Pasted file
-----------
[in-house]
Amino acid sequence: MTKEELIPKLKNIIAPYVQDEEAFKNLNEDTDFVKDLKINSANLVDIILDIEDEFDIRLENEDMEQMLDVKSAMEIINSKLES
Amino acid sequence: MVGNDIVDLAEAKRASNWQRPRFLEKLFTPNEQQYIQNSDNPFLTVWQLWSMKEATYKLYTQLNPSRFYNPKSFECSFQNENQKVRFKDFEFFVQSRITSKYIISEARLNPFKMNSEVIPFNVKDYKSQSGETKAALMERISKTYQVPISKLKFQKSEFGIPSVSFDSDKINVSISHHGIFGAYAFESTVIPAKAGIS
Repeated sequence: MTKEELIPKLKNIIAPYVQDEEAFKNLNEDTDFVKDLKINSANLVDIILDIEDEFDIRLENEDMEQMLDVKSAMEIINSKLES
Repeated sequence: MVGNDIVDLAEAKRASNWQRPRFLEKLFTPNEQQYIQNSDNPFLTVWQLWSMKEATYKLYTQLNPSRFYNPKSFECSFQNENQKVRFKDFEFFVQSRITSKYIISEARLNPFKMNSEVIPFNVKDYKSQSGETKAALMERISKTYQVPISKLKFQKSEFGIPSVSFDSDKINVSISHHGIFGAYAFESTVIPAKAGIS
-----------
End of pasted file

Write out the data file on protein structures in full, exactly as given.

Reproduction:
[in-house]
Amino acid sequence: MTKEELIPKLKNIIAPYVQDEEAFKNLNEDTDFVKDLKINSANLVDIILDIEDEFDIRLENEDMEQMLDVKSAMEIINSKLES
Amino acid sequence: MVGNDIVDLAEAKRASNWQRPRFLEKLFTPNEQQYIQNSDNPFLTVWQLWSMKEATYKLYTQLNPSRFYNPKSFECSFQNENQKVRFKDFEFFVQSRITSKYIISEARLNPFKMNSEVIPFNVKDYKSQSGETKAALMERISKTYQVPISKLKFQKSEFGIPSVSFDSDKINVSISHHGIFGAYAFESTVIPAKAGIS
Repeated sequence: MTKEELIPKLKNIIAPYVQDEEAFKNLNEDTDFVKDLKINSANLVDIILDIEDEFDIRLENEDMEQMLDVKSAMEIINSKLES
Repeated sequence: MVGNDIVDLAEAKRASNWQRPRFLEKLFTPNEQQYIQNSDNPFLTVWQLWSMKEATYKLYTQLNPSRFYNPKSFECSFQNENQKVRFKDFEFFVQSRITSKYIISEARLNPFKMNSEVIPFNVKDYKSQSGETKAALMERISKTYQVPISKLKFQKSEFGIPSVSFDSDKINVSISHHGIFGAYAFESTVIPAKAGIS